Senior Glass of that' institution will on
Friday night next give a beautiful ren
dition of "The Cricket on the Hearth,"
beginning at eight o'clock.
The Pickens street entrance will be
use'd, and the beautiful lanes -through
the shrubbery will be illumined to al
low of easy. passage to the large audi
-torium. Those who have seen any of
these plays know what to expect,
and those who have not, may know
that there is a treat in store for them.
An Oyster Supper to the General
The Faculty and Trustees of the Uni
versity of South Carolina will give an
oyster supper to the General Assembly
at Steward's Hall this evening at 8:30
No program has been made out for
the occasion, but short talks will be
made by some of those present.
This will be the first time that the
University has had the pleasure of en
tertaining the General Assembly, and
everything will be done which is neces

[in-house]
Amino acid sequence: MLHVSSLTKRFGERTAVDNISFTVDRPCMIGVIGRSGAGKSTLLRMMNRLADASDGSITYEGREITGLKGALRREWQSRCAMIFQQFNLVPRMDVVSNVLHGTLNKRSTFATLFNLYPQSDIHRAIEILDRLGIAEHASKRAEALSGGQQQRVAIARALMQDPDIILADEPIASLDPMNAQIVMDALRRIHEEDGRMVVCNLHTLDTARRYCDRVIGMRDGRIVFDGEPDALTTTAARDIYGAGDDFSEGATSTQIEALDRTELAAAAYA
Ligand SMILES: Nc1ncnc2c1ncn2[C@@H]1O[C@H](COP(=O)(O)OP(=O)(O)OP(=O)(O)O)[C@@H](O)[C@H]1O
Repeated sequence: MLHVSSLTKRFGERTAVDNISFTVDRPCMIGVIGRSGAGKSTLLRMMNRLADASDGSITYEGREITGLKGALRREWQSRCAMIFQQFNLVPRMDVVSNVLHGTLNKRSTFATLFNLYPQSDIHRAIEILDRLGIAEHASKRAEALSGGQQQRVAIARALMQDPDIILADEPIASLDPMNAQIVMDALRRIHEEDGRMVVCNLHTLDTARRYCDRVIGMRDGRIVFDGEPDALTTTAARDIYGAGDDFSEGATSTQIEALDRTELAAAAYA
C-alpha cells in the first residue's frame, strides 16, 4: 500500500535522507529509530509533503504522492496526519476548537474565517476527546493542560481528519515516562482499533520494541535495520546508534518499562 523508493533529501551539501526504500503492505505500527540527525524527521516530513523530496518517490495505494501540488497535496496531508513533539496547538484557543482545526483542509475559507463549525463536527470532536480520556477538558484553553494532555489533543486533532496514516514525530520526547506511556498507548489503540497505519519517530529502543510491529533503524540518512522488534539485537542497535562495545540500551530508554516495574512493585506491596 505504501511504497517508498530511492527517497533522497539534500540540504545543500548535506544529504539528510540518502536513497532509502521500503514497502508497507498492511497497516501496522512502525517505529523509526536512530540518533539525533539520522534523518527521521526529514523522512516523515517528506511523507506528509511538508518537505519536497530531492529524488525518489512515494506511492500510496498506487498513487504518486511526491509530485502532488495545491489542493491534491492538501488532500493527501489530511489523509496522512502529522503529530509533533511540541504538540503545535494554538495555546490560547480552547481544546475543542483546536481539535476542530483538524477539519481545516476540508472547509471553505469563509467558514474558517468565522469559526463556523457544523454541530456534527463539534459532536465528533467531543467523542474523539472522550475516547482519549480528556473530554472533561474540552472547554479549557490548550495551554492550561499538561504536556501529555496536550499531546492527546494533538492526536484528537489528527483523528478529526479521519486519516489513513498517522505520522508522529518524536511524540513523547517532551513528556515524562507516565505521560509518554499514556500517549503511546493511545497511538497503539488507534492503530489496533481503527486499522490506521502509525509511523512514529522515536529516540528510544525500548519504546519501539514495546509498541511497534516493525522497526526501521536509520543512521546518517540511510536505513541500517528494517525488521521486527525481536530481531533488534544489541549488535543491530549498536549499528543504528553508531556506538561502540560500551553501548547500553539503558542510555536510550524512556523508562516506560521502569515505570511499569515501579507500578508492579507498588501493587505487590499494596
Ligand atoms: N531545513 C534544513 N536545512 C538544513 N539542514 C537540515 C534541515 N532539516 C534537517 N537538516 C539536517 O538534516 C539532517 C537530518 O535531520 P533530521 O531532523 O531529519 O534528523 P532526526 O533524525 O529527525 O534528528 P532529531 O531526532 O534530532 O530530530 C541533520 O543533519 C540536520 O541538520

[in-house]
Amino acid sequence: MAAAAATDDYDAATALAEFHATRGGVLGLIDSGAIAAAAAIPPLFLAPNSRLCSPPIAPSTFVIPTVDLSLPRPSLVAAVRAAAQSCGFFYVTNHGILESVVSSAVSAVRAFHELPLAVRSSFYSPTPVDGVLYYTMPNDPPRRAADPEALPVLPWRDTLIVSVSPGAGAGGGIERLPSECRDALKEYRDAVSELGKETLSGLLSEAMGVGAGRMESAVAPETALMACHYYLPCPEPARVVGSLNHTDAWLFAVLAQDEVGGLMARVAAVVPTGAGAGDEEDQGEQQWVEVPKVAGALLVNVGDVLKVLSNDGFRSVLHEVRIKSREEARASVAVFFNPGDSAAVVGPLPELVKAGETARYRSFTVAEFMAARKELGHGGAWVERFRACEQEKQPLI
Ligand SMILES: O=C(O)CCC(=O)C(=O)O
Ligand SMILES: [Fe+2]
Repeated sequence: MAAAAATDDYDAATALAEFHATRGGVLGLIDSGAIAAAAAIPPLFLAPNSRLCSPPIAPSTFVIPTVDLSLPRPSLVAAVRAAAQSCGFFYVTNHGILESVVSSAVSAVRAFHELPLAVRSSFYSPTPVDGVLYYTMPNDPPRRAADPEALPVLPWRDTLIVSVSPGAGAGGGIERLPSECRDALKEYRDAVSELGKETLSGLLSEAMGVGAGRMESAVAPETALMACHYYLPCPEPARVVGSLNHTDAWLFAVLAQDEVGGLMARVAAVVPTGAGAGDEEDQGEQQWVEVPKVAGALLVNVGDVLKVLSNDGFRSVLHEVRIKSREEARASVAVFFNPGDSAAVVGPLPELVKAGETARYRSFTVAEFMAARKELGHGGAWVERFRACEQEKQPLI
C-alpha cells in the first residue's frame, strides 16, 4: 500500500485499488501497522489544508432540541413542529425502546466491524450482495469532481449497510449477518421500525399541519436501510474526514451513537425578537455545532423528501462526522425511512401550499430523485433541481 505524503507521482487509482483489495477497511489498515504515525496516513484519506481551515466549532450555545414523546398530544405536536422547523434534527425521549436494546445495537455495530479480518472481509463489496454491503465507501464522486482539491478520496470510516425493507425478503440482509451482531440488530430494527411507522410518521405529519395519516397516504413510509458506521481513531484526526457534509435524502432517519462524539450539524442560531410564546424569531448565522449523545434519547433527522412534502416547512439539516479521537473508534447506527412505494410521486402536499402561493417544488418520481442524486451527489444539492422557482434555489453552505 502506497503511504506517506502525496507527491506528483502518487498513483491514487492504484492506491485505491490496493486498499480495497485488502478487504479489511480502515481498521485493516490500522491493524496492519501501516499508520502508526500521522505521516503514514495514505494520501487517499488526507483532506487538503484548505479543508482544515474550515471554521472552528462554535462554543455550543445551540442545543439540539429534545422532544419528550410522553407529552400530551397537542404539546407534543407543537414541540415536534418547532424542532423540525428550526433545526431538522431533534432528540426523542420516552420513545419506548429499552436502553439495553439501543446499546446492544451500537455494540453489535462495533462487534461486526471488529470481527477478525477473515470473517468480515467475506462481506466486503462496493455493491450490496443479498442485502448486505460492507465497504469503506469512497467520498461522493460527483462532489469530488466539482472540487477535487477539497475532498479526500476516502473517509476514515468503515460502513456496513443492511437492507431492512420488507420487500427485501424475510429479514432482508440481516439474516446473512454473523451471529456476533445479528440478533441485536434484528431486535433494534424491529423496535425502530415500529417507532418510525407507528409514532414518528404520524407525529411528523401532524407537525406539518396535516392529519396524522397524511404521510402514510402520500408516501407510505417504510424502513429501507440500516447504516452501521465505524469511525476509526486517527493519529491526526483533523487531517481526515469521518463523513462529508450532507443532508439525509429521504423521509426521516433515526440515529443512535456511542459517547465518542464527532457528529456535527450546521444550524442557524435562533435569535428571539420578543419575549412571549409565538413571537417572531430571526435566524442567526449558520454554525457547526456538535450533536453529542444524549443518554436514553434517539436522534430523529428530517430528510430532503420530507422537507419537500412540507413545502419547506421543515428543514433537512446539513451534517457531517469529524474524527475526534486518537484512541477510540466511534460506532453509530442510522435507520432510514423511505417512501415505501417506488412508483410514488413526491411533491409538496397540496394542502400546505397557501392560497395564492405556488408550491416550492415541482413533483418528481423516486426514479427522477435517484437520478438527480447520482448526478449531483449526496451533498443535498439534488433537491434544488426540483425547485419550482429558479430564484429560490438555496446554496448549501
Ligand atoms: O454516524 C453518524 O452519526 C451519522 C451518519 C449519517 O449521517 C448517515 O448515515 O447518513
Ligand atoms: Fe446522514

sary to make the supper pleasant and
enjoyable. Only the Faculty, Trus
tees and the Legislature will be present
The following invitation has been
sent out to the members of the General
The Trustees and Faculty
I of the
University of South Carolina
invite you to be present
tendered to the General Assembly
at the Steward's Hall
Thursday, January twenty-first
at eight-thirty p. m.
MARTIN .. A
Martin Frederick Ansel today en
ters upon his secondl term as Governor
of South Carolina. It wvould be a
waste of wvords and of space to tell
the people of this State, and especially
its law-makers, whence he came and
who he is. Fewv men so thoroughly
represent the wvhole State; born in
Charleston, in sight of the "battle
ments of the Battery," in December,
1850; at the age of four, his parents
moved to Walhalla in the very shadow
of the Blue 'Ridge 1Mountains, the
sparkling White Water, and within
sight of Stump House Mountain. HeI
went about as far as he could from the
sea without eaving outh arinans.